How do you begin to explain Chef Boyardee—his cultural significance, his canned pasta achievements—to a teenage girl born into a post-apocalyptic world? If The Last of Us is any indication, you can just let the ravioli speak for itself. Said teenage girl, Ellie (played by Bella Ramsey), is an orphan making her way across the country with a middle-aged smuggler named Joel (Pedro Pascal), and in the show’s most recent episode, the two stop to share, and bond over, some camping stove–cooked Chef Boyardee. Ellie offers an instant assessment: “That guy was good,” she says, definitively and without pausing from shoveling it into her mouth.
Joel, who was around to see both the great chef’s glory days and the collapse of civilization, had told Ellie a moment earlier that their meal came from a 20-year-old can. They had just foraged it from a secret supply station, and it was likely left over from the time before a fungus caused a catastrophic pandemic that would have seriously impacted the global food supply. The episode moved on from there, but viewers would be forgiven for letting that number nag at them: 20 years? Yeah, it’s the apocalypse, but surely that can’t be safe? And yet Ellie and Joel don’t appear to get sick or suffer any consequences from consuming the pasta. What gives?
There aren’t a whole lot of people in this world who can speak to the experience of eating canned food far past its “best by” date, but Kinton Connelly is one of them. He’s the founder of MREInfo.com, a website for enthusiasts of vintage military rations. MRE stands for “meals ready to eat,” and they’re the packaged meals given out to service members. For whatever reason, there are people who are really into eating very old versions of them, and they know a thing or two about how well they keep. (Check out the How to With John Wilson episode featuring MREs if you want to know more—it’s a trip.)
When I asked Connelly what he thought of that The Last of Us scene, he had a lot to say. MREs come in pouches now, but for most of the 20th century, they came in cans. “Canned food will last a long time,” Connelly told me. He didn’t think it was at all out of the question that canned pasta could last 20 years, if the can was undamaged.
“How it holds up, it kind of depends on the food,” Connelly said. “Things like canned fruit, you know, wet stuff like peaches and things like that, that doesn’t hold up so well. That stuff turns brown, and it’s not very appetizing. Things like the ravioli or the canned spaghetti, I think they’re still pretty good.”
Connelly cautioned that he’s not a food scientist or safety expert. But even the U.S. Department of Agriculture more or less agrees with him: As its website recently advised, “Most shelf-stable foods are safe indefinitely. In fact, canned goods will last for years, as long as the can itself is in good condition (no rust, dents, or swelling).” Indefinitely as in forever? The website doesn’t say.
Unconvinced, I reached out to Conagra Brands, the company that owns Chef Boyardee, for any comment on whether you should be eating its 20-year-old ravioli, but it had not responded as of publication time.
Just as the USDA does, Connelly advised that before eating canned pasta, you should check that the can is not dented, bulging, leaking, or otherwise compromised. Then it’s on to the smell test. If it smells OK and looks OK, you might taste-test it. It’s a bad sign if your mouth starts to go numb, Connelly said—this is a sign of botulism, and it’s happened to members of the MRE community. (Go to the emergency room if you think you might have it.)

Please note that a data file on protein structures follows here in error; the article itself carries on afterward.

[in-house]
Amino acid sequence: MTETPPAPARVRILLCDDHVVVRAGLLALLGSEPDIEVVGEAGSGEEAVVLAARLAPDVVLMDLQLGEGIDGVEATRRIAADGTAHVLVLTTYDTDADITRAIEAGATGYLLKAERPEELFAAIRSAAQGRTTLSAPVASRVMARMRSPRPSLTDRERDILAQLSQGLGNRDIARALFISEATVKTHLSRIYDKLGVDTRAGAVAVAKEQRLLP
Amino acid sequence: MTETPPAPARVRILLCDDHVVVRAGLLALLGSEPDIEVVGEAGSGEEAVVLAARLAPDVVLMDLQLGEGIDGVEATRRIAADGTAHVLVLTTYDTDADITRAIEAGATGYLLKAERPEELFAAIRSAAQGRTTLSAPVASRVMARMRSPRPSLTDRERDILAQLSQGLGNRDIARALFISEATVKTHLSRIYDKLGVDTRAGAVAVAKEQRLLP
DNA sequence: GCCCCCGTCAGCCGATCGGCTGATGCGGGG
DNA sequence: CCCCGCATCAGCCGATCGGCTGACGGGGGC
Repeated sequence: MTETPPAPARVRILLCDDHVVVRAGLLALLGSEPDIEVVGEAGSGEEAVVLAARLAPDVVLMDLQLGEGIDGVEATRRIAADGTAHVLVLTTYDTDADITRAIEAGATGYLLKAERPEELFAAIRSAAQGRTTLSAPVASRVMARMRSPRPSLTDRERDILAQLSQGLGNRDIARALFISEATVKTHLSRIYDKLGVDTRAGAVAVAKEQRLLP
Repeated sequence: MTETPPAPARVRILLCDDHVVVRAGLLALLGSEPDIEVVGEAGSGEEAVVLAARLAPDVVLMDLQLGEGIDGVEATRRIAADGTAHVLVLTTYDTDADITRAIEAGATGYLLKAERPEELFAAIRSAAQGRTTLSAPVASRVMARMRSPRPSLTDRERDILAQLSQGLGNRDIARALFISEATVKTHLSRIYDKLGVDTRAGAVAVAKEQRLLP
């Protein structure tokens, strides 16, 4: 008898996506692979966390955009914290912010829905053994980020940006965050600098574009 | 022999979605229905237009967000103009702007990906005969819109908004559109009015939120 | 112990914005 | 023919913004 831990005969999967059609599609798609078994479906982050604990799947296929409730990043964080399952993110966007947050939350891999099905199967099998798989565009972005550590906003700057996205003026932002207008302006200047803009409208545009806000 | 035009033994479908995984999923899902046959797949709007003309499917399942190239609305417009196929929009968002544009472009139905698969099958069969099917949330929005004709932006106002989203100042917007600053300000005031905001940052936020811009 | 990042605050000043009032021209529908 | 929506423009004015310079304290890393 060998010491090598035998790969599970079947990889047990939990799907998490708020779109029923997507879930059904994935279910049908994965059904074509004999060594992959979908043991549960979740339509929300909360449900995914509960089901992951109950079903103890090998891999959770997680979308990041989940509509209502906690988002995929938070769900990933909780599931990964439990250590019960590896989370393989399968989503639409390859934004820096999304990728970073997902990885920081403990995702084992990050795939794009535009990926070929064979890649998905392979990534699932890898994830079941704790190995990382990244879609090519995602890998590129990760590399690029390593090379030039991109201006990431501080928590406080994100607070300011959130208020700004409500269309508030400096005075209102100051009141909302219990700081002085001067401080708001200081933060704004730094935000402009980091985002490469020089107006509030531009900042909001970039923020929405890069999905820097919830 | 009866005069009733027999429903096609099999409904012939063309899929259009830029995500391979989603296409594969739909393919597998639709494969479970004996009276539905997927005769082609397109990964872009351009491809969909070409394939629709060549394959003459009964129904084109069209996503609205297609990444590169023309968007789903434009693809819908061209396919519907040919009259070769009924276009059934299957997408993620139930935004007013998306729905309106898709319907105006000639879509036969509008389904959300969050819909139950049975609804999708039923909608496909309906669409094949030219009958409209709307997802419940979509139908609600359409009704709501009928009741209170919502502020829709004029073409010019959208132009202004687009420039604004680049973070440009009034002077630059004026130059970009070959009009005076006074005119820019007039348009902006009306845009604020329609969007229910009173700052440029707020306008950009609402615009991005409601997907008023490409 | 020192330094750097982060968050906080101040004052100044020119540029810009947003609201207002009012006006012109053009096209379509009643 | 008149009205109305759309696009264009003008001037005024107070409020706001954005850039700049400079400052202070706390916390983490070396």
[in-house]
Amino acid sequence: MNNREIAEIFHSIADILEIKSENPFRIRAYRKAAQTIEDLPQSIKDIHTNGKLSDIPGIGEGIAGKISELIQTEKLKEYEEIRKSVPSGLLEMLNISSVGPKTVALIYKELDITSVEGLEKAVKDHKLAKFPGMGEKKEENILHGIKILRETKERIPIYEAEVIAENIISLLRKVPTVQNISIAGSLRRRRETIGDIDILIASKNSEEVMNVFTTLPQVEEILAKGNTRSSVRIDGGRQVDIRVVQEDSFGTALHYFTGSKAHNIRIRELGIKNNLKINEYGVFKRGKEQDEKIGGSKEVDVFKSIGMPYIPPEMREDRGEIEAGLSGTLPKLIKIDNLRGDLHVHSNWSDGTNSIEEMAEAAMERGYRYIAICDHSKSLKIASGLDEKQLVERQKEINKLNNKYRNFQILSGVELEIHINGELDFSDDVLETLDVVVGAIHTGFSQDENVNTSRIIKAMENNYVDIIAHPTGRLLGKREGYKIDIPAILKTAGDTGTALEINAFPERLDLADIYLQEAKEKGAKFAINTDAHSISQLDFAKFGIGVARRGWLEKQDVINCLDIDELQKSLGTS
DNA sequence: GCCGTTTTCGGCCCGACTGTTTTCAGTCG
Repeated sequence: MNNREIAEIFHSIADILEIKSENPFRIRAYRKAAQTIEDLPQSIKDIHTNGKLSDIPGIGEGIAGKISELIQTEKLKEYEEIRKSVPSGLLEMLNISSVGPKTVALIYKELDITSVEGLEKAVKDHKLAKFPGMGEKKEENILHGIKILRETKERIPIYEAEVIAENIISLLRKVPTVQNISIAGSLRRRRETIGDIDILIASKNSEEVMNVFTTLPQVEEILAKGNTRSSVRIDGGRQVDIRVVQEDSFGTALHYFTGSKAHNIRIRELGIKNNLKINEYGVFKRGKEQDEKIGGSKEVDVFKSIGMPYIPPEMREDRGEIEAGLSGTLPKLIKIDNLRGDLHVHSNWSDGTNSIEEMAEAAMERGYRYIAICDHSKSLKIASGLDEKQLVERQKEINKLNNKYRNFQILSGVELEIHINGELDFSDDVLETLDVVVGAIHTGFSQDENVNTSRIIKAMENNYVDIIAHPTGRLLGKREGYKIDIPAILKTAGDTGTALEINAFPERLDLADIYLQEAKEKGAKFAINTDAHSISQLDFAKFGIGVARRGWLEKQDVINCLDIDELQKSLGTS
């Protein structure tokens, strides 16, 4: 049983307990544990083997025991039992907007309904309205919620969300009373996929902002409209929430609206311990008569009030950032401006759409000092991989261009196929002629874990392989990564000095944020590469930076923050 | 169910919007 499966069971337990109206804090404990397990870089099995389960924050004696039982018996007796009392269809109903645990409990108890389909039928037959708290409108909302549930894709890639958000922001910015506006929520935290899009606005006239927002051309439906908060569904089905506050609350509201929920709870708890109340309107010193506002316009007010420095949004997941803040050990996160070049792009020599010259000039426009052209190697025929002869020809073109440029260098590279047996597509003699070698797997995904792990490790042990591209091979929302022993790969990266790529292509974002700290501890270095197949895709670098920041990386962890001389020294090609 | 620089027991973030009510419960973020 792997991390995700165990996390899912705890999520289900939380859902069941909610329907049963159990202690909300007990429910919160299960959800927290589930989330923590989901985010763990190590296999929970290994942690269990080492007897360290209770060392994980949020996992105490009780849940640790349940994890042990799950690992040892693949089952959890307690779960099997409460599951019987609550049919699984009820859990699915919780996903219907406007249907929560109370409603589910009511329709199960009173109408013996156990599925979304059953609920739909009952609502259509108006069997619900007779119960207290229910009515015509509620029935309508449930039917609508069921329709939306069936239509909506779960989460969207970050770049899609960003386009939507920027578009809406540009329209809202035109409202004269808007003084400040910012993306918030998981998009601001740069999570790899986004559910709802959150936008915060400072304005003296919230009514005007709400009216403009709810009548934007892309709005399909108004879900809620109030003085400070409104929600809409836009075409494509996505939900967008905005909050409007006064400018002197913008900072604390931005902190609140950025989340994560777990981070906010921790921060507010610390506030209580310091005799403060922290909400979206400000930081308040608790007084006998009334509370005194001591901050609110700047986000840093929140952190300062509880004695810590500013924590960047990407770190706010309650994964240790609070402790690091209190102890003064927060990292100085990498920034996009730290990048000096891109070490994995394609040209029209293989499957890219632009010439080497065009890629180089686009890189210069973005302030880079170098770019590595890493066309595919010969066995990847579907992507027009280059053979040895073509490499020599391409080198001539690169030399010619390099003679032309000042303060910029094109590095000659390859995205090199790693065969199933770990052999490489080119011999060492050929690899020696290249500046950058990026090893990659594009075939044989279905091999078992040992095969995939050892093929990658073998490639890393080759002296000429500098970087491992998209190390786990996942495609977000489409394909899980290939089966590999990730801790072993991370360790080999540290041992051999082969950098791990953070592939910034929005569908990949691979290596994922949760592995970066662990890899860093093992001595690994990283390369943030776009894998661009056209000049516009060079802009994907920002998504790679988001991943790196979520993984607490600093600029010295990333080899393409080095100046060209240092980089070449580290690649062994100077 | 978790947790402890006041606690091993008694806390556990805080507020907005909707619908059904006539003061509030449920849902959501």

Connelly himself has eaten old ravioli and lived to tell the tale. “Back in year 2000, it was the whole Y2K thing,” he explained. “I went to the store and I bought a lot of canned food, canned spaghetti, ravioli, stuff like that. And I kept that for a long time, to the point where my wife would start getting mad at me, like, ‘What are you doing with all these old cans?’ So eventually, after probably 10 or 12 years, I did get rid of them. But before that, I gave them a try.”
The food in them was fine, he said, if a little metallic tasting. “It’s not going to be the most appetizing thing,” he said, but “I don’t think it’s going to kill you.” He told me he currently has some canned pasta in his garage that he bought about five years ago. Every few months, he tries one to make sure they’re still good, and so far, they are. (Partly, this is a practical matter: As a Florida resident, he said, he tries to stay prepared for hurricanes.)
In the world of The Last of Us, “they probably went through all the canned goods they could easily find in the first five years,” Connelly said. This would explain why Ellie had never encountered it before. But he even noticed an additional scene featuring canned food in Sunday’s episode, when the camera captured some cans of beef stew, peas, and corn in an attic where people had been hiding out. “Based on that scene, I’d say the producers of the show are establishing that 20-year-old canned food is a normal thing for people in that world,” he said—for some people, anyway.
Connelly said he could imagine a circumstance where food redolent of metal wouldn’t be an immediate red flag, though. “It doesn’t taste bad, it doesn’t taste spoiled, but there’s kind of a funny metallic taste,” he said. “At that point in my normal civilian life, I’m done eating it. But if that’s all I had, and I was starving, then I’m probably going to make that decision: ‘Well, I’d rather take a chance.’ It just comes down to ‘Hey, it might be good and I need to eat.’ If I eat it and I get sick, hopefully I’m not that sick. Eating it’s probably worth the chance.”
But he’s strictly speaking about the show here, in case you’re getting any ideas. “It’s definitely not worth the chance if you’re sitting around looking at your 20-year-old can thinking, ‘I wonder if I should eat this for lunch.’ ”